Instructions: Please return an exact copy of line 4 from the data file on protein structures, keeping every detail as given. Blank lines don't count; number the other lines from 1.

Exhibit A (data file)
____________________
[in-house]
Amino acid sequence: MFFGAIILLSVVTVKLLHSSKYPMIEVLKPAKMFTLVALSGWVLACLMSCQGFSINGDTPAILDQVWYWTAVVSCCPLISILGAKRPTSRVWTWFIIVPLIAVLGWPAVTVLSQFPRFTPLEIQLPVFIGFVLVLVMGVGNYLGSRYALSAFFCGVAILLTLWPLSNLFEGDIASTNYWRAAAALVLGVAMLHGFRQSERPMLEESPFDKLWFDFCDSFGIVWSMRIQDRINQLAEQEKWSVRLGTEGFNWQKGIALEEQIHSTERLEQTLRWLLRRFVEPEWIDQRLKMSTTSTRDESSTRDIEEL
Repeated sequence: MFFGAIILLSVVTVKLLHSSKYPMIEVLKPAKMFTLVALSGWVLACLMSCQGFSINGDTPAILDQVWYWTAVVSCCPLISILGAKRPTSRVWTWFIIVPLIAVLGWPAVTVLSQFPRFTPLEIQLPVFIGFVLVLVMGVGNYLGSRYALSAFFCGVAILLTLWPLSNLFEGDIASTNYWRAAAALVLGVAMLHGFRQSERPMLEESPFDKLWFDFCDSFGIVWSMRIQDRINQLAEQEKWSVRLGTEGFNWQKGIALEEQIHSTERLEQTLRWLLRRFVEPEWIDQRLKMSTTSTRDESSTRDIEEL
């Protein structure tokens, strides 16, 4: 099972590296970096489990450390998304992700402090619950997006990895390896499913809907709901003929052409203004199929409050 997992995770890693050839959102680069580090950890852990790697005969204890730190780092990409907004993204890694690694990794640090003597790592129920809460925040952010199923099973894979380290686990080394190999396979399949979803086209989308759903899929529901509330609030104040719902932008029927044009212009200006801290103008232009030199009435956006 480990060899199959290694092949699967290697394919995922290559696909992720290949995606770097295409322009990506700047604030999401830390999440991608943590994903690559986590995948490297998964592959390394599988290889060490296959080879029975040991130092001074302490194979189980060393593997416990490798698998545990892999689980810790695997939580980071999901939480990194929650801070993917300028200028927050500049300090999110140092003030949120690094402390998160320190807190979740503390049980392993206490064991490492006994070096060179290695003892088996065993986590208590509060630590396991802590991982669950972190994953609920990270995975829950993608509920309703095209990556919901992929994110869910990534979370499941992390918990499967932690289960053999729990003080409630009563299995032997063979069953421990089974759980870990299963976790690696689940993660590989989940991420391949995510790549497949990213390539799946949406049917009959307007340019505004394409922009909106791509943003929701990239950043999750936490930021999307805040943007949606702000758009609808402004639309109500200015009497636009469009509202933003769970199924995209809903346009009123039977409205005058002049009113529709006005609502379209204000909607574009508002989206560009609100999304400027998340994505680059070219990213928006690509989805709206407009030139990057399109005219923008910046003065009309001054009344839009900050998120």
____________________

């Protein structure tokens, strides 16, 4: 099972590296970096489990450390998304992700402090619950997006990895390896499913809907709901003929052409203004199929409050 997992995770890693050839959102680069580090950890852990790697005969204890730190780092990409907004993204890694690694990794640090003597790592129920809460925040952010199923099973894979380290686990080394190999396979399949979803086209989308759903899929529901509330609030104040719902932008029927044009212009200006801290103008232009030199009435956006 480990060899199959290694092949699967290697394919995922290559696909992720290949995606770097295409322009990506700047604030999401830390999440991608943590994903690559986590995948490297998964592959390394599988290889060490296959080879029975040991130092001074302490194979189980060393593997416990490798698998545990892999689980810790695997939580980071999901939480990194929650801070993917300028200028927050500049300090999110140092003030949120690094402390998160320190807190979740503390049980392993206490064991490492006994070096060179290695003892088996065993986590208590509060630590396991802590991982669950972190994953609920990270995975829950993608509920309703095209990556919901992929994110869910990534979370499941992390918990499967932690289960053999729990003080409630009563299995032997063979069953421990089974759980870990299963976790690696689940993660590989989940991420391949995510790549497949990213390539799946949406049917009959307007340019505004394409922009909106791509943003929701990239950043999750936490930021999307805040943007949606702000758009609808402004639309109500200015009497636009469009509202933003769970199924995209809903346009009123039977409205005058002049009113529709006005609502379209204000909607574009508002989206560009609100999304400027998340994505680059070219990213928006690509989805709206407009030139990057399109005219923008910046003065009309001054009344839009900050998120």